Uh oh…it’s night on a back country road and I remember the series premiere so I know nothing good ever comes of that. It’s the liquor caravan and Lansky’s riding in a car with some day player, checking his watch, when they blow a tire. As the day player sits around, Lansky’s waving his gun because he may be young but he isn’t stupid. Charlie comes up asking what happened and the day player sasses him while Lansky says they ran over a nail and blew a tire. Charlie notices it wasn’t a nail right before they start taking fire, and as one extra gets shot Charlie and the day player join Lansky behind the car.
As the car gets shot up, Charlie takes a few shots of his own, but we see Richard’s ubiquitous newsboy hat run into frame, so it’s probably best that they stop. More gunfire and we see Jimmy’s homburg run through the trees shooting. This continues until there’s a break and Jimmy’s familiar, “dead inside” drone tells them to drop their weapons. Charlie recognizes that drone and yells out “DAH-MA-DEE?” His drone isn’t as familiar so Jimmy wants to know who it is. Charlie calls himself “Lucky” but Jimmy doesn’t know him by that and keeps asking, so Charlie responds “IT’S LUCIANO, GODDAMMIT.” He’s so cool under pressure, that Charlie.
After some minor hesitation so Jimmy can cock his gun in case he needs to shoot, they all step out of the shadows creating another lovely tableau for a tense scene. All the men are holding guns and explaining the situation but when Manny realizes that tiny Lansky and goofy Luciano are the muscle, Richard speaks on behalf of all of us when he says “I don’t. Fuckin’ believe this.” HA. Luciano keeps talking because he never wanted this gig in the first place, and Jimmy’s less interested in killing them than in being disgusted with Nucky. Lansky once again shows why he’s the alpha by reproposing the offer he made Jimmy and more or less saying “We’re the future, screw the past. Booze and junk for everyone!”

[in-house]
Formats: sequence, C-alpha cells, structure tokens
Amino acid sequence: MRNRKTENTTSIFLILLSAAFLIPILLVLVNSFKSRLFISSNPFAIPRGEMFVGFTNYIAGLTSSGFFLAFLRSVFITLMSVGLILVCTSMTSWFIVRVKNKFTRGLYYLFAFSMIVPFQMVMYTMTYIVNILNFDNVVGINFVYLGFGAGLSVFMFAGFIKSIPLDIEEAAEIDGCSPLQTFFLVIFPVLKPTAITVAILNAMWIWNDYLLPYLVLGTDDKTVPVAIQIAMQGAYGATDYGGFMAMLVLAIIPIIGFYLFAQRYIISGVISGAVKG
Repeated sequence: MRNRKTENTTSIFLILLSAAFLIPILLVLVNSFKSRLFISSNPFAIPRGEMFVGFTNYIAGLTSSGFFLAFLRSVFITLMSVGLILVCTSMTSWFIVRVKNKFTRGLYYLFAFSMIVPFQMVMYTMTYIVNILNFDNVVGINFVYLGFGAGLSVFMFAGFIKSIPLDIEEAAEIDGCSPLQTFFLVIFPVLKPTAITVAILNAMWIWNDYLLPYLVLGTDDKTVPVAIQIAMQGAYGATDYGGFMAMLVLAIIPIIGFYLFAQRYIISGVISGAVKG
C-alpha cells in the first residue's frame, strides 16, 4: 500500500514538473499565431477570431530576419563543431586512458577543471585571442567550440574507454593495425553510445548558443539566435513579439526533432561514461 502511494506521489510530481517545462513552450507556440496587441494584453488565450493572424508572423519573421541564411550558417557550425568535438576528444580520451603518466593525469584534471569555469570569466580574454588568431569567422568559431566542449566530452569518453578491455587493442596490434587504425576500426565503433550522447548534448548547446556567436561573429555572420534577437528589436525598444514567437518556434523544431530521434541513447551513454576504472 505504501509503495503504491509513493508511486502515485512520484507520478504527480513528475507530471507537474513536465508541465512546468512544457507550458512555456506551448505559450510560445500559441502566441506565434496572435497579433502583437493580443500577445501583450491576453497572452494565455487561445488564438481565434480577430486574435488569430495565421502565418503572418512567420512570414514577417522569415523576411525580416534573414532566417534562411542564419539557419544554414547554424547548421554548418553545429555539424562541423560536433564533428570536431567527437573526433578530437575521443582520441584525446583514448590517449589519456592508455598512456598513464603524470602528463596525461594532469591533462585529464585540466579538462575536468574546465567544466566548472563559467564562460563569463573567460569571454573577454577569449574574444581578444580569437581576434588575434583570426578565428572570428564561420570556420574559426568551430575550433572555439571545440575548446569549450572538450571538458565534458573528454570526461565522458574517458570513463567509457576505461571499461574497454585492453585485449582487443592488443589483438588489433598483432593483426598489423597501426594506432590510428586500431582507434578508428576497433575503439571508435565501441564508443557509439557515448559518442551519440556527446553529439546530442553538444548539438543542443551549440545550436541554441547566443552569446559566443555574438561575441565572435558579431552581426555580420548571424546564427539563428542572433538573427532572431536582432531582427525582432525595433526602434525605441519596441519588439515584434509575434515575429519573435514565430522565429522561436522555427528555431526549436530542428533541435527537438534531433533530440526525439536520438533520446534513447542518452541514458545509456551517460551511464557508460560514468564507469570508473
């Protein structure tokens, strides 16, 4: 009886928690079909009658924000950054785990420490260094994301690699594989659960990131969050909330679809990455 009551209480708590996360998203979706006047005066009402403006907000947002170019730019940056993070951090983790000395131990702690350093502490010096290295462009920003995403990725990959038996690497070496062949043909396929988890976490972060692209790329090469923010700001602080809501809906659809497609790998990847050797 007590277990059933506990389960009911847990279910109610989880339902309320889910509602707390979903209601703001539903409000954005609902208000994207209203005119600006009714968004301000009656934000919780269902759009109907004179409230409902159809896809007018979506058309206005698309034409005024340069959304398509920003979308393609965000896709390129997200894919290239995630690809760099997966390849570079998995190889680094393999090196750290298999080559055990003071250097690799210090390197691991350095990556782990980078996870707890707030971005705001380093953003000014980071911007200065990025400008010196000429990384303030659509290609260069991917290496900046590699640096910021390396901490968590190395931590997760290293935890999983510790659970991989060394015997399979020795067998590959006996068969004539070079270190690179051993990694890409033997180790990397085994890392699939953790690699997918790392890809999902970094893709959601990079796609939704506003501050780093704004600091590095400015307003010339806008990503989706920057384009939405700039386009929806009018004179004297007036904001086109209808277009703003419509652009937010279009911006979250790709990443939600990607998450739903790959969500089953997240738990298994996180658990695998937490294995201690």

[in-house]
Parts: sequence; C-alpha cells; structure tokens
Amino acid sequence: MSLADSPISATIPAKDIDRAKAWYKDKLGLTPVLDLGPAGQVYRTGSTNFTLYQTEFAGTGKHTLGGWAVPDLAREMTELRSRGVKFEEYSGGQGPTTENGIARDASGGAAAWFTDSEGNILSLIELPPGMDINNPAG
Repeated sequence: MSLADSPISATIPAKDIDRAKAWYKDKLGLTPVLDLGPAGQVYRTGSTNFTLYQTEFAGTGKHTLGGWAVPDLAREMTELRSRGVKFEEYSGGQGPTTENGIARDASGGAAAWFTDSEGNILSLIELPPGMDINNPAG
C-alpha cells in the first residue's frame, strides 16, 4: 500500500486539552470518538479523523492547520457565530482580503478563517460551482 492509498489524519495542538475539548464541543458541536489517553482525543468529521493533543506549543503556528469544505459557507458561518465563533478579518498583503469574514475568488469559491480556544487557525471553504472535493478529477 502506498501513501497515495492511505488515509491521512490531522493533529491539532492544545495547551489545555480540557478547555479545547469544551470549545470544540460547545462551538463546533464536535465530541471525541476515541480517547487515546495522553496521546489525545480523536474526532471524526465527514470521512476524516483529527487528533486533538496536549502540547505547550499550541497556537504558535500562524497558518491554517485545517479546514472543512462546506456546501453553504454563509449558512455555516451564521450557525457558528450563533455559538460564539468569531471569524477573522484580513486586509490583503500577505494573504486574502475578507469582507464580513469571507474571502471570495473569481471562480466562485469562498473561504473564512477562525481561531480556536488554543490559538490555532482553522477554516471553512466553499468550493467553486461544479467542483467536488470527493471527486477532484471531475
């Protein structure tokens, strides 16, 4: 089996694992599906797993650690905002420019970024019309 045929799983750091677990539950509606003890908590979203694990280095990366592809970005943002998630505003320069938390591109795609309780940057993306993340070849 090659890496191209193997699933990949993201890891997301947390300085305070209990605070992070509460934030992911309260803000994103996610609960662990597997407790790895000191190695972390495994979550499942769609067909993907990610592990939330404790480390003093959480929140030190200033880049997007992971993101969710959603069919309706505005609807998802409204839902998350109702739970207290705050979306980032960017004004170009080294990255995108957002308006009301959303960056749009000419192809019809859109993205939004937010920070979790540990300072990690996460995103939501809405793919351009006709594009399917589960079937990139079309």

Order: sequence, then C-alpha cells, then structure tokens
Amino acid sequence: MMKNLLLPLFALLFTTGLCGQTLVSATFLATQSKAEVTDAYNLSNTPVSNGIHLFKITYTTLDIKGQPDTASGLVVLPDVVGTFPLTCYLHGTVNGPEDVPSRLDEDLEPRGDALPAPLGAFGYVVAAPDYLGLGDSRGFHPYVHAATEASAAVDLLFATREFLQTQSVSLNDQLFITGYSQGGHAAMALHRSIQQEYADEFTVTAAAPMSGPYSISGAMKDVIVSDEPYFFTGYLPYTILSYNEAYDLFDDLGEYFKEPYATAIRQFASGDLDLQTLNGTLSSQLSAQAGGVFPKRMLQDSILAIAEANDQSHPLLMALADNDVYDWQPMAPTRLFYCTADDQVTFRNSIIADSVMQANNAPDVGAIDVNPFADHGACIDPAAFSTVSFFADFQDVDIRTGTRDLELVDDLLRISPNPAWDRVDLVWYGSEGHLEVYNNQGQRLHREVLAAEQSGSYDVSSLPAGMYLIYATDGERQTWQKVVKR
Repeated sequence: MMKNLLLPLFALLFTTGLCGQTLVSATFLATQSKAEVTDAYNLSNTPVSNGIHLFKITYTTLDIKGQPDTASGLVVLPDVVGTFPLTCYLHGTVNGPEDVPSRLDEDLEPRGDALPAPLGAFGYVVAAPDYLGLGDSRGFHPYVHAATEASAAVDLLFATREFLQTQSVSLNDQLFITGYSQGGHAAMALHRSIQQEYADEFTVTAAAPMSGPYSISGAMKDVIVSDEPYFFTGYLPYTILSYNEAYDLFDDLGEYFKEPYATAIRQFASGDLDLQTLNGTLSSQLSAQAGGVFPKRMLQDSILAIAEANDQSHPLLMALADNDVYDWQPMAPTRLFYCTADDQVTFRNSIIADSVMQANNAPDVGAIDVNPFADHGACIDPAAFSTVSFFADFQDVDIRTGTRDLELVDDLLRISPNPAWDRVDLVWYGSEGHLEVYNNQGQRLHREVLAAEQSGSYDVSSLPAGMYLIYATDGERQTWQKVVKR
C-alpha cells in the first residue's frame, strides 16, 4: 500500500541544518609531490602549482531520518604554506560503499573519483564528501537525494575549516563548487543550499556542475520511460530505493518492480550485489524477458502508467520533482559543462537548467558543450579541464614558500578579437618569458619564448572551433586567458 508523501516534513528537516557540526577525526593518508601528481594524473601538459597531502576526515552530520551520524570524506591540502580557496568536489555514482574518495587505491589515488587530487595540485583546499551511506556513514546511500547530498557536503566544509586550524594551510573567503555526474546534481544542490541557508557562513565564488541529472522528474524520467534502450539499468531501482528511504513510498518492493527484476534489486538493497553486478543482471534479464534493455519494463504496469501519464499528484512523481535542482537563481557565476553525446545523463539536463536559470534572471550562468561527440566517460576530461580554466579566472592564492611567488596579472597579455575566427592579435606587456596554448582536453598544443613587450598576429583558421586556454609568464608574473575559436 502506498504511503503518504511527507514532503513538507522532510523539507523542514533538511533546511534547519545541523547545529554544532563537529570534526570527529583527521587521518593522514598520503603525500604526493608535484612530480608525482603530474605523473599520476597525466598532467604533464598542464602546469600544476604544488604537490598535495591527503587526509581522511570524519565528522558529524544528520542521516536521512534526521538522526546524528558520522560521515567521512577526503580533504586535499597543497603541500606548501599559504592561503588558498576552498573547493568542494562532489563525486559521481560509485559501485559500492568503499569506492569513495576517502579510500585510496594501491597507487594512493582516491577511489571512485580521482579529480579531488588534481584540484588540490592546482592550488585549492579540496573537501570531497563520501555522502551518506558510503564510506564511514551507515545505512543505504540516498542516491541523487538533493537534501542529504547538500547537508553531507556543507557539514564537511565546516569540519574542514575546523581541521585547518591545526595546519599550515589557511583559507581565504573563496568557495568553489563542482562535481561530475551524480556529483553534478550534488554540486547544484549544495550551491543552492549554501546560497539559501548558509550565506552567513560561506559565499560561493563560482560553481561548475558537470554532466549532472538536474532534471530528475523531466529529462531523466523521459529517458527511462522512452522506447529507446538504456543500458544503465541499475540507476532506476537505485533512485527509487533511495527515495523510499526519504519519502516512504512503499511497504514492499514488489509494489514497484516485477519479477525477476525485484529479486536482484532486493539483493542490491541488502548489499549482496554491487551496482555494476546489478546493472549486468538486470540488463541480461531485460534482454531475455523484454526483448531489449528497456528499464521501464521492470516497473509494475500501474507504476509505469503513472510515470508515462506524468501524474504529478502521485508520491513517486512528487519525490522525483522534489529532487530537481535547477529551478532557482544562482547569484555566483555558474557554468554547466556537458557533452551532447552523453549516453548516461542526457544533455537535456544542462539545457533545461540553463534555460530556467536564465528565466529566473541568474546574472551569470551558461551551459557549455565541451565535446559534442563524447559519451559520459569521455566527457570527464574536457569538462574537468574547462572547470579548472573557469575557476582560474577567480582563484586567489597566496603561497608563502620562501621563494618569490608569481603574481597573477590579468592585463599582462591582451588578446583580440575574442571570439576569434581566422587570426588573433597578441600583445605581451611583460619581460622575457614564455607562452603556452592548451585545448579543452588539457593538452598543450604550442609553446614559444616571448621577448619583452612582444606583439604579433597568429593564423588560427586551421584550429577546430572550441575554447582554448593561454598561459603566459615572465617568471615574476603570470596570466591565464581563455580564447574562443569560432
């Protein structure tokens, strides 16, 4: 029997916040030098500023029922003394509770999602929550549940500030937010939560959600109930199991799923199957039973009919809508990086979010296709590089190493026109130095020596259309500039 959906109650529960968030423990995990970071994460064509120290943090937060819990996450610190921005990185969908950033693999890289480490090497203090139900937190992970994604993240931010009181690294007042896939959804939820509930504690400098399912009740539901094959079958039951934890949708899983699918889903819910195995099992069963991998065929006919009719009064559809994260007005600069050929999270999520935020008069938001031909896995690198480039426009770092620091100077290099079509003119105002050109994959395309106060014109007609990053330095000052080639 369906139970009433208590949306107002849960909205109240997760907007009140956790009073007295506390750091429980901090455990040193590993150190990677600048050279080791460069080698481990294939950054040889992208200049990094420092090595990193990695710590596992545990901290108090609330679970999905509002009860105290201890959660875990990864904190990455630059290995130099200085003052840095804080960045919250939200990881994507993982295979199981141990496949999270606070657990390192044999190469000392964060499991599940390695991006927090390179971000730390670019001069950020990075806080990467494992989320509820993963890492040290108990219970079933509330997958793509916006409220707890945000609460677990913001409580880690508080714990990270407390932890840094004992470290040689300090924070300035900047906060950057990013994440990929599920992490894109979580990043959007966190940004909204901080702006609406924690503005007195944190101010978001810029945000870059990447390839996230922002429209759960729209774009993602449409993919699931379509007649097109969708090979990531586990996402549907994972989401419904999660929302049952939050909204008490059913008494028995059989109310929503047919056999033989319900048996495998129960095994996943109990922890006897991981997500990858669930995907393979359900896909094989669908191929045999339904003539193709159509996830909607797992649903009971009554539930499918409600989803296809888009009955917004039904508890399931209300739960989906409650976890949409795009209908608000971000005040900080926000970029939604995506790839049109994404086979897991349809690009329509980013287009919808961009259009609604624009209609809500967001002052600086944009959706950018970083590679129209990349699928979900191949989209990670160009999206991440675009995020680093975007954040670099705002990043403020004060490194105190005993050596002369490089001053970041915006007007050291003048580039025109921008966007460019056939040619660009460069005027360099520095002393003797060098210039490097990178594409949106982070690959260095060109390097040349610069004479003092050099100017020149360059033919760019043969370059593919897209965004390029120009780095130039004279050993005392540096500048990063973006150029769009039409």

Small but mighty
Manny’s still nursing the Waxy Gordon wound. Jimmy repeats Uncle Jun’s advice that “Not every insult requires a response,” but Manny’s out the money he gave Jimmy up front so Jimmy negotiates that they’ll advance Jimmy the money owed Manny. Luciano agrees and Jimmy tells Manny that it’s not good business to kill everyone, which shouldn’t need explaining. The young’uns talk about how they’ll make the delivery then meet up away from the geezers to figure out how to take it all. Lansky calls Rothstein and Nucky the past, but the day player says “Not Waxy Gordon,” and Manny’s been itching too long to kill someone so he shoots the day player.
Nelson returns with the doctor and sees the lemons in a bowl. The floor’s been cleaned and the sheets are soaking in the sink. This should be good news, except Lucy wasn’t in any shape to clean up. Nelson walks back to the bedroom and is horrified to see Rose’s bun sitting with Lucy. She’s eerily calm and Nelson’s shuffling in terror. In the hall Rose tells Nelson that his batshittiness the night before worried her so she took the first train she could and Agent Sawicki gave her the address.
Rose tries to hold it together but when Nelson tells her he did it all for them and the baby is for her, even Rose realizes what a freak Nelson is and beats the shit out of him, pounding his chest and slamming his head against the wall. He manages to subdue her by grabbing her wrists and pushing her against the opposite wall, but she just bites his wrist and runs off. Wow, Rose. Tip of the hat because that was awesome. Nelson holds his wrist and contemplates all the ways he’s well and truly screwed.
Teddy’s getting his communion portrait taken as Nucky and Margaret proudly look on, discussing her confession. He jokes that her soul is pure and she agrees. Then he asks what she ended up saying as Owen walks in. Margaret gets flustered and tells Nucky nothing that needs concern him. Lillian brings in little Emily and as they all look at Teddy in his white knickers and waist coat, Margaret gets a far off, dissatisfied look on her face. Lust or money, lust or money, which one do you choose Margaret?
Looks like Margaret’s not the only one lusting.
So which does Margaret choose? And does Nucky find out? Or is Nucky too busy actually trying to stay out of jail instead of buying his way out to even notice Owen? And the return on Gillian and Lucky! The second half of the season looks promising.